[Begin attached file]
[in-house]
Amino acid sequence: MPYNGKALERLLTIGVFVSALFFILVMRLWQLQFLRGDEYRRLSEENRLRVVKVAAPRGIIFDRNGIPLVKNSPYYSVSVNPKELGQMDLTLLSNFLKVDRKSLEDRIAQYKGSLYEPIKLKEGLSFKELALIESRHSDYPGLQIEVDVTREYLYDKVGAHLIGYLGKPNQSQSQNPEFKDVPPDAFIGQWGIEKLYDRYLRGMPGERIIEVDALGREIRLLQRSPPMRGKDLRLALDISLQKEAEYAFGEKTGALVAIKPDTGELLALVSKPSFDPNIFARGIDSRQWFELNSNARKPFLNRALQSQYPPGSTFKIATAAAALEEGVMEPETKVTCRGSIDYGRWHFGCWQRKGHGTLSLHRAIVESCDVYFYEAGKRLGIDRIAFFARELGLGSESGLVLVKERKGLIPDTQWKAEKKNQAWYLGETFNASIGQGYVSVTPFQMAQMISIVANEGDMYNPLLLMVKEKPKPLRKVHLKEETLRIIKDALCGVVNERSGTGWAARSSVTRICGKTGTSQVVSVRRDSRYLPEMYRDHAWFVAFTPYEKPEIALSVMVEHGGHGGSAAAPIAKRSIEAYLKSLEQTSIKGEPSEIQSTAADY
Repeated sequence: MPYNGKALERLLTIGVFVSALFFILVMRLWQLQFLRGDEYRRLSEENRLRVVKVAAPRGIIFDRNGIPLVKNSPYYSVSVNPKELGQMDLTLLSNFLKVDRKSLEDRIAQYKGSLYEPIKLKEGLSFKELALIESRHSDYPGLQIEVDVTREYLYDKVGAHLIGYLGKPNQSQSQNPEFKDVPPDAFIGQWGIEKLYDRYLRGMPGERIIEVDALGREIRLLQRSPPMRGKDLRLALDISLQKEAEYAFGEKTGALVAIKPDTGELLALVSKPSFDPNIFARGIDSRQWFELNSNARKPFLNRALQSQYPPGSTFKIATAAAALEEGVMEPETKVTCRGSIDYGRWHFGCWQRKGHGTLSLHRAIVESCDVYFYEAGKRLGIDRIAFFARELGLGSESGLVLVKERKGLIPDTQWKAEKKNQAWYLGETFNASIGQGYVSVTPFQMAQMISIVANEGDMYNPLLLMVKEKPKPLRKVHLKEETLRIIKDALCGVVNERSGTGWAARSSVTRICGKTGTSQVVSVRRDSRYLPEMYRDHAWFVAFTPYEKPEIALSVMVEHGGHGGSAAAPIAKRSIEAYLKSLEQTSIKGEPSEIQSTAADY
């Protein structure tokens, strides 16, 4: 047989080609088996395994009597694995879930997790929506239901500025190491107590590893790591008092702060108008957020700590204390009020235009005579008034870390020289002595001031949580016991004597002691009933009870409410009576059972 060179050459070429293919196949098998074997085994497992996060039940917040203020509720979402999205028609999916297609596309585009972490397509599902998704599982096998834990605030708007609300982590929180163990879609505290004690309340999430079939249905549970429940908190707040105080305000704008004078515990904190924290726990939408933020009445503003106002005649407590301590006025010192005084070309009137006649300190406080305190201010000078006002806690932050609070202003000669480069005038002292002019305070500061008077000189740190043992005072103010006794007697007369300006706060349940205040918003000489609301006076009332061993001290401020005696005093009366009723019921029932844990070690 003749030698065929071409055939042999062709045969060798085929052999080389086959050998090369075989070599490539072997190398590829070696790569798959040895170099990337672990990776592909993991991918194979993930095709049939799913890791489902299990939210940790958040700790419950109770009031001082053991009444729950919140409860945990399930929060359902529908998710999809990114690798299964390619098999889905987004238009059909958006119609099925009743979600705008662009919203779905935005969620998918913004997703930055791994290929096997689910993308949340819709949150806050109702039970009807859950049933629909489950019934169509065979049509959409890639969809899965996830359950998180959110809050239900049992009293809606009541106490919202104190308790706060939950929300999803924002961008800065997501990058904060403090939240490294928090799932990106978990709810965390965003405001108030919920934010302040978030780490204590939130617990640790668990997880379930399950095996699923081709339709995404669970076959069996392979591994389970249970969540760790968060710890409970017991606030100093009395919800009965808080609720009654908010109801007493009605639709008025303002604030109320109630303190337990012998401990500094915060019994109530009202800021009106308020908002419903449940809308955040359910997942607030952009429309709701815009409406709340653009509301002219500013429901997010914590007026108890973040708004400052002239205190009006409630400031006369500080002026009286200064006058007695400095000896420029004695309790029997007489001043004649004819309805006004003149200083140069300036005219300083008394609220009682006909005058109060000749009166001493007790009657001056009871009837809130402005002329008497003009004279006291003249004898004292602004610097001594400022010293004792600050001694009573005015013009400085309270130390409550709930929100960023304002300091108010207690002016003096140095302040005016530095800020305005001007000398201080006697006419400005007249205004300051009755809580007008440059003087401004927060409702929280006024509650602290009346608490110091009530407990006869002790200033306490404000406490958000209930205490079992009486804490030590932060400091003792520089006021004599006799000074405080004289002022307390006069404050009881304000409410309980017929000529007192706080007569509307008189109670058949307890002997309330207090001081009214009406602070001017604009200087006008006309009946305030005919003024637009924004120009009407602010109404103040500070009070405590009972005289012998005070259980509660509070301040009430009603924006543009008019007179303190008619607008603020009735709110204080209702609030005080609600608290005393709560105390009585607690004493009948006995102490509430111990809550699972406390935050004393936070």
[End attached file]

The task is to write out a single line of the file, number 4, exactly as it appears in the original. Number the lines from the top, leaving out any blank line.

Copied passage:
């Protein structure tokens, strides 16, 4: 047989080609088996395994009597694995879930997790929506239901500025190491107590590893790591008092702060108008957020700590204390009020235009005579008034870390020289002595001031949580016991004597002691009933009870409410009576059972 060179050459070429293919196949098998074997085994497992996060039940917040203020509720979402999205028609999916297609596309585009972490397509599902998704599982096998834990605030708007609300982590929180163990879609505290004690309340999430079939249905549970429940908190707040105080305000704008004078515990904190924290726990939408933020009445503003106002005649407590301590006025010192005084070309009137006649300190406080305190201010000078006002806690932050609070202003000669480069005038002292002019305070500061008077000189740190043992005072103010006794007697007369300006706060349940205040918003000489609301006076009332061993001290401020005696005093009366009723019921029932844990070690 003749030698065929071409055939042999062709045969060798085929052999080389086959050998090369075989070599490539072997190398590829070696790569798959040895170099990337672990990776592909993991991918194979993930095709049939799913890791489902299990939210940790958040700790419950109770009031001082053991009444729950919140409860945990399930929060359902529908998710999809990114690798299964390619098999889905987004238009059909958006119609099925009743979600705008662009919203779905935005969620998918913004997703930055791994290929096997689910993308949340819709949150806050109702039970009807859950049933629909489950019934169509065979049509959409890639969809899965996830359950998180959110809050239900049992009293809606009541106490919202104190308790706060939950929300999803924002961008800065997501990058904060403090939240490294928090799932990106978990709810965390965003405001108030919920934010302040978030780490204590939130617990640790668990997880379930399950095996699923081709339709995404669970076959069996392979591994389970249970969540760790968060710890409970017991606030100093009395919800009965808080609720009654908010109801007493009605639709008025303002604030109320109630303190337990012998401990500094915060019994109530009202800021009106308020908002419903449940809308955040359910997942607030952009429309709701815009409406709340653009509301002219500013429901997010914590007026108890973040708004400052002239205190009006409630400031006369500080002026009286200064006058007695400095000896420029004695309790029997007489001043004649004819309805006004003149200083140069300036005219300083008394609220009682006909005058109060000749009166001493007790009657001056009871009837809130402005002329008497003009004279006291003249004898004292602004610097001594400022010293004792600050001694009573005015013009400085309270130390409550709930929100960023304002300091108010207690002016003096140095302040005016530095800020305005001007000398201080006697006419400005007249205004300051009755809580007008440059003087401004927060409702929280006024509650602290009346608490110091009530407990006869002790200033306490404000406490958000209930205490079992009486804490030590932060400091003792520089006021004599006799000074405080004289002022307390006069404050009881304000409410309980017929000529007192706080007569509307008189109670058949307890002997309330207090001081009214009406602070001017604009200087006008006309009946305030005919003024637009924004120009009407602010109404103040500070009070405590009972005289012998005070259980509660509070301040009430009603924006543009008019007179303190008619607008603020009735709110204080209702609030005080609600608290005393709560105390009585607690004493009948006995102490509430111990809550699972406390935050004393936070």